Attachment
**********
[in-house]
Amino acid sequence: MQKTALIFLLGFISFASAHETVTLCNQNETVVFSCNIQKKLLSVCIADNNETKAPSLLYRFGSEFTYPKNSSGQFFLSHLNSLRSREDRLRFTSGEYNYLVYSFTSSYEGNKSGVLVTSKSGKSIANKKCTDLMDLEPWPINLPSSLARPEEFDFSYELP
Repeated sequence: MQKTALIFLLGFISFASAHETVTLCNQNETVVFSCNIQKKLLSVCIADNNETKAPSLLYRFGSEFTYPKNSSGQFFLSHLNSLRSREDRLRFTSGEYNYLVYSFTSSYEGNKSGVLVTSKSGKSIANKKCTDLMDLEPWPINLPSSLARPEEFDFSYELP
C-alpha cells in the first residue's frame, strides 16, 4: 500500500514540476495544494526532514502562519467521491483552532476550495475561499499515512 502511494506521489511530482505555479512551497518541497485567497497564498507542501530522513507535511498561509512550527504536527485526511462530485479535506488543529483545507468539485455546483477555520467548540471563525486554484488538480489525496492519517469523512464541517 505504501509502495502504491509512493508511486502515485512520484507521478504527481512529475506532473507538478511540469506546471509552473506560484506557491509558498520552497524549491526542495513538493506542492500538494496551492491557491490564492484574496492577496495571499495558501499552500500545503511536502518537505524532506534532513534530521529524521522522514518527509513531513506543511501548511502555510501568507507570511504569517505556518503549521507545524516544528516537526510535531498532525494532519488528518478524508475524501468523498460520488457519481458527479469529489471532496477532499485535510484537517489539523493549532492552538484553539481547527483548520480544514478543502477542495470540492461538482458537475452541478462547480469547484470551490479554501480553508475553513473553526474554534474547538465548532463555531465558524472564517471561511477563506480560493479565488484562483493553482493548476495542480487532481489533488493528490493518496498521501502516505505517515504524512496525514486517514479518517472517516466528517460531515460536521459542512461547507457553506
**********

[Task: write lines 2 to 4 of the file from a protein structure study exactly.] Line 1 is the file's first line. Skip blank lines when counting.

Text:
Amino acid sequence: MQKTALIFLLGFISFASAHETVTLCNQNETVVFSCNIQKKLLSVCIADNNETKAPSLLYRFGSEFTYPKNSSGQFFLSHLNSLRSREDRLRFTSGEYNYLVYSFTSSYEGNKSGVLVTSKSGKSIANKKCTDLMDLEPWPINLPSSLARPEEFDFSYELP
Repeated sequence: MQKTALIFLLGFISFASAHETVTLCNQNETVVFSCNIQKKLLSVCIADNNETKAPSLLYRFGSEFTYPKNSSGQFFLSHLNSLRSREDRLRFTSGEYNYLVYSFTSSYEGNKSGVLVTSKSGKSIANKKCTDLMDLEPWPINLPSSLARPEEFDFSYELP
C-alpha cells in the first residue's frame, strides 16, 4: 500500500514540476495544494526532514502562519467521491483552532476550495475561499499515512 502511494506521489511530482505555479512551497518541497485567497497564498507542501530522513507535511498561509512550527504536527485526511462530485479535506488543529483545507468539485455546483477555520467548540471563525486554484488538480489525496492519517469523512464541517 505504501509502495502504491509512493508511486502515485512520484507521478504527481512529475506532473507538478511540469506546471509552473506560484506557491509558498520552497524549491526542495513538493506542492500538494496551492491557491490564492484574496492577496495571499495558501499552500500545503511536502518537505524532506534532513534530521529524521522522514518527509513531513506543511501548511502555510501568507507570511504569517505556518503549521507545524516544528516537526510535531498532525494532519488528518478524508475524501468523498460520488457519481458527479469529489471532496477532499485535510484537517489539523493549532492552538484553539481547527483548520480544514478543502477542495470540492461538482458537475452541478462547480469547484470551490479554501480553508475553513473553526474554534474547538465548532463555531465558524472564517471561511477563506480560493479565488484562483493553482493548476495542480487532481489533488493528490493518496498521501502516505505517515504524512496525514486517514479518517472517516466528517460531515460536521459542512461547507457553506